While Wee acknowledges that it is not easy to join and advocate in large groups and events about discrimination, she feels that everyone can play their part:
“Creating an inclusive environment of your own, eradicating misconceptions among your friends, and gaining knowledge can all help us build a more inclusive society. A single human action can have a significant ripple effect.”
Pivoting to big data
Apart from her efforts to promote a more inclusive campus, one of the highlights of Wee’s journey would definitely be entering the 2021 STR Global Market Study Competition.
It was a competition focusing on data analysis, where Wee and her team represented RP’s School of Hospitality and delivered their presentation in front of a global team of judges.
To Wee, it was curiosity that led her to sign up for the competition in the first place:
“The use of data has always intrigued me. When you have the ability to analyse data, you will have the ability to present concrete facts that are difficult to dispute, (but) I became curious about how people actually analyse data. It is an important skill in order to be successful in every industry.”
Wee’s experience working with the team was an eye-opener.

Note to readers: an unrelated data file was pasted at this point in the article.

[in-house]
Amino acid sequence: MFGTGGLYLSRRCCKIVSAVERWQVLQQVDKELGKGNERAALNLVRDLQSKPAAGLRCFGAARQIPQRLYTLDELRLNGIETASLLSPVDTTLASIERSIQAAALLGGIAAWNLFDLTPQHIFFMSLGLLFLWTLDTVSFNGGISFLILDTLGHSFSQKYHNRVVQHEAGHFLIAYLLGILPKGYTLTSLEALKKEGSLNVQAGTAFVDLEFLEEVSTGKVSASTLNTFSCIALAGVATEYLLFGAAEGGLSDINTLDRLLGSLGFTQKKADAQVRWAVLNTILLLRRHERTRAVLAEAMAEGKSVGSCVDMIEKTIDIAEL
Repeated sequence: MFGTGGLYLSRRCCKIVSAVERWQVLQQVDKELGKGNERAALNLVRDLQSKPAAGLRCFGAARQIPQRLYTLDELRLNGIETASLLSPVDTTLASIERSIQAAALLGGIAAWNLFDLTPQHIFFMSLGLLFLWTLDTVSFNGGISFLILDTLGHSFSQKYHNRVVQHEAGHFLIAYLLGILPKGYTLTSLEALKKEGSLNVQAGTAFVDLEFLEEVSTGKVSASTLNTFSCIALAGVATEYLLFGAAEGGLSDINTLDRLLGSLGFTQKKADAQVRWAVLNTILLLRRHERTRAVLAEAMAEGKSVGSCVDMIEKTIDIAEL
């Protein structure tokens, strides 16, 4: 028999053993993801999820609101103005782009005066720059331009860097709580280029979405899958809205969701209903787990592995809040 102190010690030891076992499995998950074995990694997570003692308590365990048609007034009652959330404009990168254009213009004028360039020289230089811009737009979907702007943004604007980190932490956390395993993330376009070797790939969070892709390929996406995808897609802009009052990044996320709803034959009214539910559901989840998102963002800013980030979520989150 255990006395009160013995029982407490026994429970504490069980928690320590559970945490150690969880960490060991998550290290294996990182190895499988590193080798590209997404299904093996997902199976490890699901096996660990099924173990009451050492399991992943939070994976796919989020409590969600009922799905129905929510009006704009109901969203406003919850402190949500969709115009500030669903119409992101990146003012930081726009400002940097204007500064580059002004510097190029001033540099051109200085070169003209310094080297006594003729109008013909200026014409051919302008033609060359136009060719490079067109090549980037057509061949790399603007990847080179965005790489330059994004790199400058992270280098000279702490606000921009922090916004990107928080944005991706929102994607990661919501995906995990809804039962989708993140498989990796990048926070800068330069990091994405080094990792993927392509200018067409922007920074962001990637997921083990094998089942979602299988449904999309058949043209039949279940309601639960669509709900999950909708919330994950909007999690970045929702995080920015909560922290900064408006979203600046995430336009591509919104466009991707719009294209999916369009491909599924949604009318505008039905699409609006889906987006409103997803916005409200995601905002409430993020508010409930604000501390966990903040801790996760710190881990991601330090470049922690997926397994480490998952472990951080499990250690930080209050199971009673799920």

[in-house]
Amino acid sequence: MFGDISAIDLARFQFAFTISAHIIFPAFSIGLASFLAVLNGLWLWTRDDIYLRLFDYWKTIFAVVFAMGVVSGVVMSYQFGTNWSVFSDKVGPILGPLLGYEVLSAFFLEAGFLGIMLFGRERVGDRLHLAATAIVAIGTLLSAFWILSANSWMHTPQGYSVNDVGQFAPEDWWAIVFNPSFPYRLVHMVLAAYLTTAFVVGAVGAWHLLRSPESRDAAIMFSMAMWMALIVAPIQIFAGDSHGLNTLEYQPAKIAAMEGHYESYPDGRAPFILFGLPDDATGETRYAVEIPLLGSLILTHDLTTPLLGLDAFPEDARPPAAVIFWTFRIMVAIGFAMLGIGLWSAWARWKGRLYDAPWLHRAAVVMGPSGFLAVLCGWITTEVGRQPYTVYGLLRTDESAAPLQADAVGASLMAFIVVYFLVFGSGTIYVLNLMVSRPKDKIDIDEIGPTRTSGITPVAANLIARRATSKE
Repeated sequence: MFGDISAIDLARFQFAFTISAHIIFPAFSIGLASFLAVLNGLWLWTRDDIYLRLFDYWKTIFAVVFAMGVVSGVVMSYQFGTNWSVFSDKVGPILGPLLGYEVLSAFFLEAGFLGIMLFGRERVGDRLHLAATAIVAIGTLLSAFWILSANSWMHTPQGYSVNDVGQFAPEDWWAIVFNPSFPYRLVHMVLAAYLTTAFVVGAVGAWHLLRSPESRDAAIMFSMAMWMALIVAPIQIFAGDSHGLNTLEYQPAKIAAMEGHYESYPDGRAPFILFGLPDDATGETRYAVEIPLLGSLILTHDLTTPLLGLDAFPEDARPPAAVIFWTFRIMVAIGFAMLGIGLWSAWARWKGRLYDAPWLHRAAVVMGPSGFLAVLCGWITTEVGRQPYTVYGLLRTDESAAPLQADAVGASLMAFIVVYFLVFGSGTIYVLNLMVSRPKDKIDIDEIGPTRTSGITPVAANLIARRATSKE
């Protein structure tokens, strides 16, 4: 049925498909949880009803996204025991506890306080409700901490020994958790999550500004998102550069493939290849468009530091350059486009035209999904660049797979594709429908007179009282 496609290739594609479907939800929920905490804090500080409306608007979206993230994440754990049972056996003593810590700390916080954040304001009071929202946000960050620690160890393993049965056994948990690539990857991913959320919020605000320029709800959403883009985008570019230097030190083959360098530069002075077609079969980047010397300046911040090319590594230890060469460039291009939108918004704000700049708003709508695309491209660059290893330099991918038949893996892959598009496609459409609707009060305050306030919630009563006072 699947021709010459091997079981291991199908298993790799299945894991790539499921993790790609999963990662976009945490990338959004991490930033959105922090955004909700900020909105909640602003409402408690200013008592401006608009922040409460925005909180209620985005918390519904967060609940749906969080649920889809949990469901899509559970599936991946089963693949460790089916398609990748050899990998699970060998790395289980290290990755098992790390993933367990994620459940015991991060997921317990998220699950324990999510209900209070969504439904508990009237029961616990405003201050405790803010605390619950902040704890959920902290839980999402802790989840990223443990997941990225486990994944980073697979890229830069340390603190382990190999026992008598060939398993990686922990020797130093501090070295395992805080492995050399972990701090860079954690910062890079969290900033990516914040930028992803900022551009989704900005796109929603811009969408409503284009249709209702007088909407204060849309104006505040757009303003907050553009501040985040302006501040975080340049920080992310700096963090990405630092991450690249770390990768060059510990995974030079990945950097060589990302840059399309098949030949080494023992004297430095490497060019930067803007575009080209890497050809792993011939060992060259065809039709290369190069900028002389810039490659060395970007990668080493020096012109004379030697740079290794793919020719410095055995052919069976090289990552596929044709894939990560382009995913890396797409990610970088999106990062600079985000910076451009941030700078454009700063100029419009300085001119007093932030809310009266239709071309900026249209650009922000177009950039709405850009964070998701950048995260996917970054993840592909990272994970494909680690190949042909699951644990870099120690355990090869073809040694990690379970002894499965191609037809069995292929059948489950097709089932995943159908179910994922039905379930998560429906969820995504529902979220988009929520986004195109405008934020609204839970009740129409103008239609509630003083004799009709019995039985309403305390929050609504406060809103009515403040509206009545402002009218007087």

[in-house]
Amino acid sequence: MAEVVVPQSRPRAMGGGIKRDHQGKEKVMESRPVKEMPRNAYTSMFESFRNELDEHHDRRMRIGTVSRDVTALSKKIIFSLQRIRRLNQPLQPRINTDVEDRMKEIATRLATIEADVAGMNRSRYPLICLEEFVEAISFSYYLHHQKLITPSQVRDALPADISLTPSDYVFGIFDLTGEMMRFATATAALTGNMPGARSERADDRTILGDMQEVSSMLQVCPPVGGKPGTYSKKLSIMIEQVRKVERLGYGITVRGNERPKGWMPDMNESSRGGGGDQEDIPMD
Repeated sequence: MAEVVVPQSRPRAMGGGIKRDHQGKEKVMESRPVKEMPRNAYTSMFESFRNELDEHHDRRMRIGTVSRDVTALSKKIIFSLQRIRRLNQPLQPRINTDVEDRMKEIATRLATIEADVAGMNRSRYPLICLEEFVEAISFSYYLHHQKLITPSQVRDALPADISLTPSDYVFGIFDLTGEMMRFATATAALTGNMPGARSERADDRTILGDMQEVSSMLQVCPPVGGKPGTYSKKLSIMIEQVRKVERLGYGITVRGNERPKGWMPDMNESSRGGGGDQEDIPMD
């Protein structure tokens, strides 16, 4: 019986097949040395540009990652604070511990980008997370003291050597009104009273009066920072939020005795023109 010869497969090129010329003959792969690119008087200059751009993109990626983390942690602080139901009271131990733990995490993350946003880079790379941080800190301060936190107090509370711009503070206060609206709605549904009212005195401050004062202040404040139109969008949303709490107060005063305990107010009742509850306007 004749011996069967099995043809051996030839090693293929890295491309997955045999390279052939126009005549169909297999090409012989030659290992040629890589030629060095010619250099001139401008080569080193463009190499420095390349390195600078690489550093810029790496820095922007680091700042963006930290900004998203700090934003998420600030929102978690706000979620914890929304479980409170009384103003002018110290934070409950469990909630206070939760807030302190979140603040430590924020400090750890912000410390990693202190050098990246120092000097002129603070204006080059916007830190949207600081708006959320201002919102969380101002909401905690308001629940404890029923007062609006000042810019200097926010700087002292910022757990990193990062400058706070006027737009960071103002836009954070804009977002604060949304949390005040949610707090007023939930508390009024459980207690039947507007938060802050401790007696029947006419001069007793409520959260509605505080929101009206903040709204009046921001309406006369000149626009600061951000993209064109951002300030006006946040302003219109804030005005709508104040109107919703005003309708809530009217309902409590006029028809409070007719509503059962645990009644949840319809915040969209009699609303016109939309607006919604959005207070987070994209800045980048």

After all, she was still studying at the time, while most of her teammates were doing internships.
As a result of schedule differences, they usually met on the weekend and at odd times like 7am or 11pm.
Wee even had a teammate who attended their meetings on the train!
Despite the setbacks, Wee’s team was undeterred.
Going into the competition, they were well-prepared, and her team performed exceptionally well during the final presentation.
Upon learning that they had been named champions, Wee was truly elated, and she attributes her success to the supporting cast:
“We managed to emerge champions because not only do we have a dedicated student team, but also lecturers who assisted us throughout the entire process. I believe the most important lesson from this competition is that teamwork is vital for success in life, and in anything else (we want to accomplish).”
The RP experience
Looking back on her time at RP, Wee views it as a journey of personal growth and development.
As an introvert, she has always felt apprehensive about speaking in front of large crowds and breaking out of her comfort zone.